Immigration is another form of wealth redistribution, according to Harvard University economist George Borjas.
Instead of government’s traditional approach to funnel money to lower income households, however, immigration causes wealth to be redistributed from the existing workforce — residents competing with new immigrants — to employers that hire those new immigrants, Borjas argued Wednesday before the Senate Subcommittee on Immigration and the National Interest.
“If we look at the impact of immigration over the last few decades in the U.S., one rough rule of thumb that comes out is that when you increase supply of workers in a particular group by around 10 percent, the wage of that group will go down by three percent, which is not a trivial number but it’s not a huge number either,” he said.
According to Borjas, that impact transcends cities and skill groups over the past fifty years.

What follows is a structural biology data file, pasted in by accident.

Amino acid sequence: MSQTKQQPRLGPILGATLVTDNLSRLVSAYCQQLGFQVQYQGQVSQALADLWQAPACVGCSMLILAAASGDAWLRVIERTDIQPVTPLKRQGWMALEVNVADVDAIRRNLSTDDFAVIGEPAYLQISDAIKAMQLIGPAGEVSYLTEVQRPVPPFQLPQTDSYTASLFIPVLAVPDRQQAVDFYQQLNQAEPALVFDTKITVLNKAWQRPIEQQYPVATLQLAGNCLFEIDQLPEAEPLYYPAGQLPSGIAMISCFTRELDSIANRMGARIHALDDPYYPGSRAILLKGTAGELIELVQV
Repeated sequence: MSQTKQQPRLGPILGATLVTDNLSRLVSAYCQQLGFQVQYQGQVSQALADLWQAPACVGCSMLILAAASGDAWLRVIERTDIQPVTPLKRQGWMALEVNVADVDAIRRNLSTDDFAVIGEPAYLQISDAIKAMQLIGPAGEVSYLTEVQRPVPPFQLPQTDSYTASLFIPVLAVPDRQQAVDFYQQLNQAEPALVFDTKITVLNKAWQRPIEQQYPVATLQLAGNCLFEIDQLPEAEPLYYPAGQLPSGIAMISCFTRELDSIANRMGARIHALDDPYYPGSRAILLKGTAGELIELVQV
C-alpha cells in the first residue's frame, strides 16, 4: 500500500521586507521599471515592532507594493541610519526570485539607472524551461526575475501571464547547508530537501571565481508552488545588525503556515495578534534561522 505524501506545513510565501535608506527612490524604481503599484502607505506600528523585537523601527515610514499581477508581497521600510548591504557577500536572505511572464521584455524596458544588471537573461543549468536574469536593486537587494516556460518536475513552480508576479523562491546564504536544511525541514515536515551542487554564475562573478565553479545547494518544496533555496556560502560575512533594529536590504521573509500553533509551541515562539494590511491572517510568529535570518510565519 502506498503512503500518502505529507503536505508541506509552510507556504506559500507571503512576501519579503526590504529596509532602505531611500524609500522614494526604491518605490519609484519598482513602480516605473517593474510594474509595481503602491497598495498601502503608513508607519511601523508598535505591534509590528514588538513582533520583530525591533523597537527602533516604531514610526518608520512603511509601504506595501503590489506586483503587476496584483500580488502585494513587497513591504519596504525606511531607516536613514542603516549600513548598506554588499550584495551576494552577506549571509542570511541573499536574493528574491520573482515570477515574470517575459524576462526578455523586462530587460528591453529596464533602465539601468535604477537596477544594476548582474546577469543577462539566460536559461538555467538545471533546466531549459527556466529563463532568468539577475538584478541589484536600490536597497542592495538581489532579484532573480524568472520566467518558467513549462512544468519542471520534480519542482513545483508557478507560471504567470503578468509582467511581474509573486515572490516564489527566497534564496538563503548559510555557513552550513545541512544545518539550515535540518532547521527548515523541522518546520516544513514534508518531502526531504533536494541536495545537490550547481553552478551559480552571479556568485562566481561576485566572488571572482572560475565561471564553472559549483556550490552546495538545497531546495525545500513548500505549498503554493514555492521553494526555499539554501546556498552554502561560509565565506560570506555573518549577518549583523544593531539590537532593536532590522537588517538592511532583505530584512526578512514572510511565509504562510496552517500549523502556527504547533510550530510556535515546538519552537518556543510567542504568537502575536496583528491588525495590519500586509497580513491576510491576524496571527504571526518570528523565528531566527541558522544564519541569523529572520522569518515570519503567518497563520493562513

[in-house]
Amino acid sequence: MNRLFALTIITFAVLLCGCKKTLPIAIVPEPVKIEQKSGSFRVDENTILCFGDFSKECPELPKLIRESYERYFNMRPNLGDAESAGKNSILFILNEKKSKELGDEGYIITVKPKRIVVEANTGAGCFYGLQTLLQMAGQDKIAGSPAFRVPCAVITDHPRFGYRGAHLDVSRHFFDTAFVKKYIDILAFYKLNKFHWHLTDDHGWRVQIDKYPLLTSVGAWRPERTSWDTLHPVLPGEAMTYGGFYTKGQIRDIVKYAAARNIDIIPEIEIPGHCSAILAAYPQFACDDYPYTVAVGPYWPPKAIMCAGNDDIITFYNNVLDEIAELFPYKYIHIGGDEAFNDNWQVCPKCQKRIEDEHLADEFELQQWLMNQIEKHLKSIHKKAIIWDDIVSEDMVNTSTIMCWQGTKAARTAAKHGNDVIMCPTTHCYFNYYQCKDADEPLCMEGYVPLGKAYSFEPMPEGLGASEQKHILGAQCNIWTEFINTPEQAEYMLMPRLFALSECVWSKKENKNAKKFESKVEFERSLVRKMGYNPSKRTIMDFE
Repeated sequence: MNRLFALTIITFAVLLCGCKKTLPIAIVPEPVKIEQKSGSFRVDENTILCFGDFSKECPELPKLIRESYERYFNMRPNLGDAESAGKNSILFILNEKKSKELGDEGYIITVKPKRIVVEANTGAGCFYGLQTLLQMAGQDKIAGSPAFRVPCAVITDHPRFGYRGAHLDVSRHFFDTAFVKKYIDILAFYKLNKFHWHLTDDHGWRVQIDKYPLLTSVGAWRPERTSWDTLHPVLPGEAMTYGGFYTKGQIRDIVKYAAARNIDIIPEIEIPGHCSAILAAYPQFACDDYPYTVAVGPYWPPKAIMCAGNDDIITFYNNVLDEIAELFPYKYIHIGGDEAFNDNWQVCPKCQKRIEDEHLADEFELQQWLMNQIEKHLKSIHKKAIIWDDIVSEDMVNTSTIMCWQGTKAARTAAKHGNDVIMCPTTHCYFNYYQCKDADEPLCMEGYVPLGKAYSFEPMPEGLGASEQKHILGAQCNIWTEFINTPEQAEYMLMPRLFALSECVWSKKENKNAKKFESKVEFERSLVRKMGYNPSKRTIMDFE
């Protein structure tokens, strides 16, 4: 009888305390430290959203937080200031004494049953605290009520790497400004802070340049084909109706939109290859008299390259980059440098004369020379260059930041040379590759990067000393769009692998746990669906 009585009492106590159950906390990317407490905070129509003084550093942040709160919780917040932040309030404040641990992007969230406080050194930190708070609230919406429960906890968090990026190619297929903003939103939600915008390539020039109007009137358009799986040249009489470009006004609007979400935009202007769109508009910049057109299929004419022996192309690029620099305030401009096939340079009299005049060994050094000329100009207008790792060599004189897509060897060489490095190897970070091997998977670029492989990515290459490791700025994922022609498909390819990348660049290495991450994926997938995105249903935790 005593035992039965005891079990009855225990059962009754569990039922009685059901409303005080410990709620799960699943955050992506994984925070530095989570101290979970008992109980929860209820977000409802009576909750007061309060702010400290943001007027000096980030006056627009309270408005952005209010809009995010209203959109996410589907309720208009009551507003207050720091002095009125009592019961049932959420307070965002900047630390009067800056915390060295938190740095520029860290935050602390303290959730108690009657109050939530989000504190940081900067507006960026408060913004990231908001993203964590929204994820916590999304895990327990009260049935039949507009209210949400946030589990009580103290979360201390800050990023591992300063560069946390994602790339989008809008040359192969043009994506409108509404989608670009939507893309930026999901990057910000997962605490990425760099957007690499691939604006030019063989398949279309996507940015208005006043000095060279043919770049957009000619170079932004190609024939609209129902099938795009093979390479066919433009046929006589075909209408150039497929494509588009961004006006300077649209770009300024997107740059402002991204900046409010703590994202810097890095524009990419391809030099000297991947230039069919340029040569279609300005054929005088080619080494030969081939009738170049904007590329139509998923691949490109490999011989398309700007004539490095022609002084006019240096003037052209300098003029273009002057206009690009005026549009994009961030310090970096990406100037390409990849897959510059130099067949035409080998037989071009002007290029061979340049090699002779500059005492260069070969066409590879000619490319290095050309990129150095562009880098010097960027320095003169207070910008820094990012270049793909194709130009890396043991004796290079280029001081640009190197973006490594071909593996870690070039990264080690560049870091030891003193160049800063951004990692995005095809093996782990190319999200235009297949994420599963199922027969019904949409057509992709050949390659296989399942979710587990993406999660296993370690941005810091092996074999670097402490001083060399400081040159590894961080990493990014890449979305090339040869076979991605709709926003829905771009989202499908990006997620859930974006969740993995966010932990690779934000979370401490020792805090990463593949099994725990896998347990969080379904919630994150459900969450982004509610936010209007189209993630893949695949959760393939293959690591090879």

“The fact is that the groups that receive the most immigrants will tend to do slightly worse off after that by around three percent for every ten percent increase in supply,” he said.
The Harvard economist explained that the net gain annually from this trend is about $50 billion.
“And one of the lessons from that model that’s actually very difficult to manipulate the model in a way that would make that number much bigger,” he said. “So, we have a fifty billion dollar gain on net that accrues to natives and a huge redistribution [of wealth] from the people who compete with immigrants, to the people who use immigrants of around half a trillion dollars a year. And that’s what the laws of supply and demand tend to imply.”